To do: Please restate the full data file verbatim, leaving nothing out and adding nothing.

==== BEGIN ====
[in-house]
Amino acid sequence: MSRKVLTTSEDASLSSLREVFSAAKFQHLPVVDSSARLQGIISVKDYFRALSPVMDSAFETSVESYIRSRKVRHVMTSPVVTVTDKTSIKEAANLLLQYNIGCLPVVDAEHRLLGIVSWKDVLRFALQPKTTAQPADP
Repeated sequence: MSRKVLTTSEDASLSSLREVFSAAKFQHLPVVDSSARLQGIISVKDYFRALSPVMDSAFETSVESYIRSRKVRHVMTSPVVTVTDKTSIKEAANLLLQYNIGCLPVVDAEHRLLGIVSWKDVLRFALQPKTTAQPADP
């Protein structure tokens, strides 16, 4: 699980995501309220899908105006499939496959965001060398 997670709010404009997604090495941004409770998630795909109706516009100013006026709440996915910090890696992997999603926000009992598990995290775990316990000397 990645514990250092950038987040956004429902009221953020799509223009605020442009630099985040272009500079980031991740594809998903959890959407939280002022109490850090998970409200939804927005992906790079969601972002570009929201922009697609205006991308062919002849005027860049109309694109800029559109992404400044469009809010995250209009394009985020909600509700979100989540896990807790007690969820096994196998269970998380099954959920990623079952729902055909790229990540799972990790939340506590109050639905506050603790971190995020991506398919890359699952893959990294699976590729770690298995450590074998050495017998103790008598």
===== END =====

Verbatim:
[in-house]
Amino acid sequence: MSRKVLTTSEDASLSSLREVFSAAKFQHLPVVDSSARLQGIISVKDYFRALSPVMDSAFETSVESYIRSRKVRHVMTSPVVTVTDKTSIKEAANLLLQYNIGCLPVVDAEHRLLGIVSWKDVLRFALQPKTTAQPADP
Repeated sequence: MSRKVLTTSEDASLSSLREVFSAAKFQHLPVVDSSARLQGIISVKDYFRALSPVMDSAFETSVESYIRSRKVRHVMTSPVVTVTDKTSIKEAANLLLQYNIGCLPVVDAEHRLLGIVSWKDVLRFALQPKTTAQPADP
């Protein structure tokens, strides 16, 4: 699980995501309220899908105006499939496959965001060398 997670709010404009997604090495941004409770998630795909109706516009100013006026709440996915910090890696992997999603926000009992598990995290775990316990000397 990645514990250092950038987040956004429902009221953020799509223009605020442009630099985040272009500079980031991740594809998903959890959407939280002022109490850090998970409200939804927005992906790079969601972002570009929201922009697609205006991308062919002849005027860049109309694109800029559109992404400044469009809010995250209009394009985020909600509700979100989540896990807790007690969820096994196998269970998380099954959920990623079952729902055909790229990540799972990790939340506590109050639905506050603790971190995020991506398919890359699952893959990294699976590729770690298995450590074998050495017998103790008598």